Chutes and Ladders is a game that seeks to reach the top of the board before other opponents do. While the spinner determines how many blocks you advance for each turn, specific squares teach the players a moral lesson. You move higher by climbing ladders when you perform good deeds, but you slide lower on the chutes when you break the rules. Any varying level of success or failure can change in a moment with a simple action. The lesson it teaches children is that you climb higher and faster with the more helpful handouts that you give and fall further into oblivion for all the dastardly deeds you do.
Many people follow the Chutes and Ladders God. This syncretistic version of God attempts to infuse the God of the Bible with the philosophy of karma. Karma is the belief that if you do good, you will receive good. If you do bad, you will receive bad. In our culture, many people may deny a religious belief in karma, but they adhere to it practically. We all enjoy when someone gets what they deserve as long as that someone isn’t us. Believing God rewards moral behavior and disciplines immoral behavior, we reckon that God is dependent upon our ethical integrity to determine how he should best deal with us. The danger of such a belief is assuming that anyone is worthy of God’s love and conjecturing that anyone is beyond God’s love.
This concept is so full of landmines. Of course, doing good is a far superior route than doing evil. When given a chance for obedience or disobedience, always choose obedience. Yet while we strive for such dedication, we must realize that none are ever so obedient enough to warrant God’s approval. God’s love for us is not contingent upon our devotion to him. You cannot do enough good deeds to climb the ladders into God’s presence. You cannot do enough evil actions to plummet you to a depth from which God cannot reach. There has never been a ladder high enough or a chute low enough to reposition ourselves in the presence of God. No person has ever been too high or too low for God to reach him or her. While God is aware of records, he is not hindered because of them. If we can reconnect with God, it will be because he crosses the chasm and not because we figured out how to alleviate the distance.
God does not operate like a Chutes and Ladders board game. God is gracious.
The Grace of God
The grace of God is foundational for our salvation and our sanctification. Without the grace of God, we have absolutely no basis for a relationship with him. As rebels who have defied the King of kings, we are morally unfit to remain within the Kingdom. The only way we can regain citizenship is if the King does something remarkable to open up the gates to us again. Our only hope for solace is if he provides it. We are utterly dependent upon the grace of God.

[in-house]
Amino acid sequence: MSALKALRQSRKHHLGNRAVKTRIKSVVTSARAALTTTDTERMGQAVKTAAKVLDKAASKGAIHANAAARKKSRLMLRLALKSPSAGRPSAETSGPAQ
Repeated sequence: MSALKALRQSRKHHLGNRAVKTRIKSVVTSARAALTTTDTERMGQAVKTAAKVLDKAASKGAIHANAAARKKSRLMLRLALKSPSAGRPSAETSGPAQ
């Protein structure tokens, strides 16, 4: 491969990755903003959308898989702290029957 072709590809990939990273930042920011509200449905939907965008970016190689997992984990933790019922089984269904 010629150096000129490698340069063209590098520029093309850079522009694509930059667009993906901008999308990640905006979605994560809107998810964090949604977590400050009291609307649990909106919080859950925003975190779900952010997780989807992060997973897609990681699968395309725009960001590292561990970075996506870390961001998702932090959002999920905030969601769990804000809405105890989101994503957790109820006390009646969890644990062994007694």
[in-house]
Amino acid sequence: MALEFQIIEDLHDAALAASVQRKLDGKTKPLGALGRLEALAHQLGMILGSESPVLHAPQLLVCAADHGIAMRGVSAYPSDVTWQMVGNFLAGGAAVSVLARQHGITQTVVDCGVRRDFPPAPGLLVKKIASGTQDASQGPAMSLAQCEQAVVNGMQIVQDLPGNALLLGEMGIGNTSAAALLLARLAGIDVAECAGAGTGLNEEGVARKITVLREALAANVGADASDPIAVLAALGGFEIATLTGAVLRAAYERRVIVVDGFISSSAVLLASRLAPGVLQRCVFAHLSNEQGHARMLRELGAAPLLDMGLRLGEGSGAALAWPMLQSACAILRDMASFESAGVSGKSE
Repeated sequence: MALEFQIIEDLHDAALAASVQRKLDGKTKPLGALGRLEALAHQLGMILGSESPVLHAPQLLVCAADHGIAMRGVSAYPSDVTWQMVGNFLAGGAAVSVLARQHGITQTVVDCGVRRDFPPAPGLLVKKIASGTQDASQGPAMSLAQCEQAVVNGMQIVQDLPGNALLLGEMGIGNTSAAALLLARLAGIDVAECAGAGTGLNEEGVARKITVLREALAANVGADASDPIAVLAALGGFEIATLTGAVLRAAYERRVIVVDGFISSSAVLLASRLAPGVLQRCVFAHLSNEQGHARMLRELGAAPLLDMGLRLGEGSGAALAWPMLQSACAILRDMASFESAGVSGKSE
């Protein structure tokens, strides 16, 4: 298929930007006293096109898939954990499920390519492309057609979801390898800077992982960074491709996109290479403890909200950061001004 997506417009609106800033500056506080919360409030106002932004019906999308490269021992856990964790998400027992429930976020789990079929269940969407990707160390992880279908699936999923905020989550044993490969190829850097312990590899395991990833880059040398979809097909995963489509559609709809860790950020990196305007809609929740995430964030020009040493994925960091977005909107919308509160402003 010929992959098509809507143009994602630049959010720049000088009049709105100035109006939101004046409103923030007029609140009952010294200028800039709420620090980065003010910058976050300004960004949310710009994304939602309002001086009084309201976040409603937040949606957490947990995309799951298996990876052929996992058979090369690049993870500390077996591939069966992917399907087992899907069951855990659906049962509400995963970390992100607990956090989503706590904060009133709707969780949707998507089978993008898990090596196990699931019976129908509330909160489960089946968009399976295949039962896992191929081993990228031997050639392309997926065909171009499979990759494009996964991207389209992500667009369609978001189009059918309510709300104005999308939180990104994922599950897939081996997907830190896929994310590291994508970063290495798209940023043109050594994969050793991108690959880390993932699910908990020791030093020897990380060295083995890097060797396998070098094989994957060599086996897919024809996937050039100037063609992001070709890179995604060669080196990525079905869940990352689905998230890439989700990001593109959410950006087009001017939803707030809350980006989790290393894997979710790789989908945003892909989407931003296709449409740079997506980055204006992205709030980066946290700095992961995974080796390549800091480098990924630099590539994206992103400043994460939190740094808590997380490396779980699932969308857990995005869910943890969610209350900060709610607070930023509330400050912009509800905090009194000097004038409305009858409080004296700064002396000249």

The grace of God is the unmerited, unwarranted, and undeserved favor of God towards unrighteous sinners. It is imperative that we unpack this definition of grace. We use words like grace, mercy, love, and favor interchangeably, and yet there are significant differences. The mercy of God means that we do not receive what we deserve. The grace of God means that we receive what we do not deserve. We are grateful for what mercy spares us and for what grace gives us.
God’s grace is an undeserved gift. Anything that you think is warranted to you for your behavior is not a gift. We don’t deserve God’s love; we are granted God’s love. According to Scripture, the only thing that we deserve is death (Rom. 6:23), hell (Rev. 21:8), and wrath (Rom. 1:18). So if we receive anything less than that, it is only by the grace of God. You never want to seek procurement of what you deserve from God.
The grace of God is greater than our sin. “Where sin increased, grace abounded all the more” (Rom. 5:20). What unexpected grace that is able to cover such unmeasurable sin! My sin is rampant, but if we attempt to quantify the summation of humanity’s sin throughout history, the number still falls short of God’s grace.
God is more committed to his grace than you are addicted to your vice.
God is more thorough with his grace than you are determined to have your way.
God is more obsessed in offering grace than you are bent on escaping punishment.
Add up all the transgressions from the toddlers to the Hitlers, multiply them to the nth degree, and he still miraculously gives a greater grace.
While we all claim to have a standard of right and wrong, that justification can only come from God. If God exists, and I believe He does, then He is the only one with the right and responsibility to determine what justice is.
God possesses both lavish extensions of grace and unwavering standards of holiness. These two seemingly competing principles find their peace at the cross, where Jesus takes the just punishment unjustly for our sins.